To some, people with a grasp of energy issues and technologies, the whole thing sounded far too good to be true. To most others it sounded as if Gordon was mounting an effort to seize priceless public domain for his private profit at the expense of the environment, ironically, and at the expense of the countless thousands of people who annually put Nantucket Sound to good use for commerce and recreation. Gordon had apparently assumed that because the words prophet and profit sound alike they are interchangeable, or would be in our simple minds. He was about to learn a simple truth about Cape Cod: both its climate and its people can be delightful or unrelenting in their fury and power.

Now, nine years after he first conceived his Cape Wind plan and eight years after formally beginning his quest for the numerous federal permits he will need Gordon has seen his estimated capital costs rise until they are close to $2billion. He has no power purchase agreement; no one has found his sales pitch convincing enough to agree to buy the power generated by Cape Wind, if ever built. He has shed his original partners, one of whom since leaving Gordon's shadow has become a major force in land based wind power nationally. General Electric no longer manufactures wind turbines for marine applications, but Gordon has failed to notify federal agencies reviewing his project of this fact and the description of the action contained in Cape Wind's environmental impact studies, both draft and final forms, remains the GE model 3.6s turbine.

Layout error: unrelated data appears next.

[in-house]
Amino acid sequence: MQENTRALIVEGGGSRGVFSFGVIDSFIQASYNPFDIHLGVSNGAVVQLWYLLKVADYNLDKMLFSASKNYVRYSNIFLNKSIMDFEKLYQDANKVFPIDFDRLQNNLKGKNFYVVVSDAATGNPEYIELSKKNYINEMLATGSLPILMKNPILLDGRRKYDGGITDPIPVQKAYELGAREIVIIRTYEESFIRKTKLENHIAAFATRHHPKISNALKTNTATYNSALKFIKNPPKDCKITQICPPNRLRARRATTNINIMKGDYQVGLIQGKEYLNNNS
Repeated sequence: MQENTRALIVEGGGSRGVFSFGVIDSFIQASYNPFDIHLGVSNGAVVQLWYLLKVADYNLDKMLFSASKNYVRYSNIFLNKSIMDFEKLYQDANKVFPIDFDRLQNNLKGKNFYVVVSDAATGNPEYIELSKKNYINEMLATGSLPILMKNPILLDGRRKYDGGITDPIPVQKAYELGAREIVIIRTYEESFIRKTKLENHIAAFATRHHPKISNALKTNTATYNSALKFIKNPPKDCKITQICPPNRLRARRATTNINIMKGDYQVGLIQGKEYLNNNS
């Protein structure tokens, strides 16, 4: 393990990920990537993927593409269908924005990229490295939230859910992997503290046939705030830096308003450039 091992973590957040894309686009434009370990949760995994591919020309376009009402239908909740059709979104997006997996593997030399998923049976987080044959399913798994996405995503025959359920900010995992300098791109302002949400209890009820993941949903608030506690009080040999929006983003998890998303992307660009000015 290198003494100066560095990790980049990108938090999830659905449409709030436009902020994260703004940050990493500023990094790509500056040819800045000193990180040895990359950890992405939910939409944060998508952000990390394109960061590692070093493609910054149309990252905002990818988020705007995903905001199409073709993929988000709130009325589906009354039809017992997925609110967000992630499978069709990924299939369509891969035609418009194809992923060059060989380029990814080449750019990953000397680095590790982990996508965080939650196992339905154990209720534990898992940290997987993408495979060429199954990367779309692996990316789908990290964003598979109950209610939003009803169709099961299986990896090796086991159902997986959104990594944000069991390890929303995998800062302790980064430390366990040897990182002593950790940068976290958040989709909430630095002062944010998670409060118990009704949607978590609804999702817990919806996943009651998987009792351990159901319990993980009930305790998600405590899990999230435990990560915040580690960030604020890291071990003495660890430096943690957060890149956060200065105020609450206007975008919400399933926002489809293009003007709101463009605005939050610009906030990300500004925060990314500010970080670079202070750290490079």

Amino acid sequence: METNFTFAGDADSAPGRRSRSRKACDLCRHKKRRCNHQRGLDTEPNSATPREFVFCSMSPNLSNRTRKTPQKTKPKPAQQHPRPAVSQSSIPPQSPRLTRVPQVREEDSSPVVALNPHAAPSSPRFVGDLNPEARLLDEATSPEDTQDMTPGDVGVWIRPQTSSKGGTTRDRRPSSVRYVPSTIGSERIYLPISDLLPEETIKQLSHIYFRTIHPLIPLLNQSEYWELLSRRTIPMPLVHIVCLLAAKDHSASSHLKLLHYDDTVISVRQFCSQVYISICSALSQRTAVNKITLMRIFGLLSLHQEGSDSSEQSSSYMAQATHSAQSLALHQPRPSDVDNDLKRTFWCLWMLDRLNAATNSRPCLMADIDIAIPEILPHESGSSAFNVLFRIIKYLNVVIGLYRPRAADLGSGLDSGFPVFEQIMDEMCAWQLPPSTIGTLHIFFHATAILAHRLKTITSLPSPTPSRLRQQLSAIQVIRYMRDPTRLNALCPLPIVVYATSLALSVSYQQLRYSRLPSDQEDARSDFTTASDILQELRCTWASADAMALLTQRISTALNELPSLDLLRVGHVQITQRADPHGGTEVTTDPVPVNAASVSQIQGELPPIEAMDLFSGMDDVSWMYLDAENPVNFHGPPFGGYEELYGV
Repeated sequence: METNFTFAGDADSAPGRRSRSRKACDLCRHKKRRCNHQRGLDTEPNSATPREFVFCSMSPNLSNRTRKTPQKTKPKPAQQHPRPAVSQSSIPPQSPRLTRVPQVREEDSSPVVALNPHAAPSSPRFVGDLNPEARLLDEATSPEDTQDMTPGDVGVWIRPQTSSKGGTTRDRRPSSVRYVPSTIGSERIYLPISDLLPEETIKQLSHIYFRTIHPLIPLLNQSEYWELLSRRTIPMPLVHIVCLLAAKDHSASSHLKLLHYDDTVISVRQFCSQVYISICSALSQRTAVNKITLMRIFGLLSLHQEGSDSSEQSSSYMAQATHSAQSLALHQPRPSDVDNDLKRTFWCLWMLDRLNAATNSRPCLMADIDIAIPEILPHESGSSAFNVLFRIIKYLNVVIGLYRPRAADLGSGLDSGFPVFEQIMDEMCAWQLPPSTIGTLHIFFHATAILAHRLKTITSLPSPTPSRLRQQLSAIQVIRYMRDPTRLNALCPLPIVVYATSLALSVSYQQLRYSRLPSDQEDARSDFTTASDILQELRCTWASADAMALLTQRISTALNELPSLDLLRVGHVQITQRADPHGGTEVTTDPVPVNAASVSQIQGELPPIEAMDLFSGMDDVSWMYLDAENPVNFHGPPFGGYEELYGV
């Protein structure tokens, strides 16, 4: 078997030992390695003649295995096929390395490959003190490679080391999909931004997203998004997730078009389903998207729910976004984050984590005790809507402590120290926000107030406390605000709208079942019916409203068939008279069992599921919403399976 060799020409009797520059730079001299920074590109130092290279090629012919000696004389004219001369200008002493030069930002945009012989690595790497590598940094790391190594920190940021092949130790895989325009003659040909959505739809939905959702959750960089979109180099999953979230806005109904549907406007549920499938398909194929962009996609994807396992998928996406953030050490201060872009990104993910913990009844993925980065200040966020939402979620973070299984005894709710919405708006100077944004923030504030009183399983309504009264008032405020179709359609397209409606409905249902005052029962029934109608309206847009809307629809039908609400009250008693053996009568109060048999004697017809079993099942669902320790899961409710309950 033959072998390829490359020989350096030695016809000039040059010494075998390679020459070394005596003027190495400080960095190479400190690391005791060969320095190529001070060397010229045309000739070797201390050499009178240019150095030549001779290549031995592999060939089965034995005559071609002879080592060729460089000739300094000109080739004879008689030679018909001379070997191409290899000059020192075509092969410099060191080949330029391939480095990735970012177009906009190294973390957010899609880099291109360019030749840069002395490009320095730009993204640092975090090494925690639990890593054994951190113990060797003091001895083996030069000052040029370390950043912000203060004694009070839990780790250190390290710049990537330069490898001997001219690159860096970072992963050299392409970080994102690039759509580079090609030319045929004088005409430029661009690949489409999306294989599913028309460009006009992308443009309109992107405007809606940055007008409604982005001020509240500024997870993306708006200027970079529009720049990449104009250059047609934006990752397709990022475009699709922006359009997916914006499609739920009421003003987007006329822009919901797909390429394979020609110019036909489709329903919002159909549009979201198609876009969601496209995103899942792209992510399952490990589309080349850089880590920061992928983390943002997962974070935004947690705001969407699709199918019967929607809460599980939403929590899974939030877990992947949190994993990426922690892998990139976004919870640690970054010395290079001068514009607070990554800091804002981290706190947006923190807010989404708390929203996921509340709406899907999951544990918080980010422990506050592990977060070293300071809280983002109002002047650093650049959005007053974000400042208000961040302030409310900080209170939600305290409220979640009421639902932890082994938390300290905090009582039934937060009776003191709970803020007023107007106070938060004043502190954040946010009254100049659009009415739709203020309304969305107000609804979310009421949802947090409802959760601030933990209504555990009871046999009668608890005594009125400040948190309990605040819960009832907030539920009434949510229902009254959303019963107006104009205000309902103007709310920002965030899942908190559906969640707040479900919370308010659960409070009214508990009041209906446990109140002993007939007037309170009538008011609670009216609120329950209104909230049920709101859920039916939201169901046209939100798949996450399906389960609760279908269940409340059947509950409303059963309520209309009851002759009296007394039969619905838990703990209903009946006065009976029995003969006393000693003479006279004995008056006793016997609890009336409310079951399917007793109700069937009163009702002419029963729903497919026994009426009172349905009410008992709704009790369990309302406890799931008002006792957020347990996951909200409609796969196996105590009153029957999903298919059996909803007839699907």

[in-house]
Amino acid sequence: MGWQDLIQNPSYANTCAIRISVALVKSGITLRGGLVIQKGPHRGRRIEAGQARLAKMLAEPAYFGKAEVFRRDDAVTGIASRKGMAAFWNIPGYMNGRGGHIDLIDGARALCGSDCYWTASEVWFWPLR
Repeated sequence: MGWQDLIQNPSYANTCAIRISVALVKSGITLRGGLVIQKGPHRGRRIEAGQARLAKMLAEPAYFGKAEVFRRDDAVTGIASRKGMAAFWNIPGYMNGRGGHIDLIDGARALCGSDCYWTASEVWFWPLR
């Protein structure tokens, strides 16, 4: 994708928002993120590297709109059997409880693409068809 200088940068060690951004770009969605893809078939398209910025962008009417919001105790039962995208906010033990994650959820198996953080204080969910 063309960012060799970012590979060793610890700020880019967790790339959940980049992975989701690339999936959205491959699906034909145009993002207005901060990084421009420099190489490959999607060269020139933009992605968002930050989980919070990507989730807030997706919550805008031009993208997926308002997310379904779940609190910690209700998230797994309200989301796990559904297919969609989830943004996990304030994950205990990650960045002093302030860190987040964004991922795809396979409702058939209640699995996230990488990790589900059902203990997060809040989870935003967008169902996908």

Jim Gordon has spent, according to his claims, $40 million and still has not received the permits he needs to build his wind farm. And, a powerful, well financed and brilliantly led opposition group, the Alliance to Protect Nantucket Sound (also known as Save Our Sound or SOS) has fought Gordon at every turn. So far he has failed to convince federal authorities to permit his project. He has no financing for it, anyway.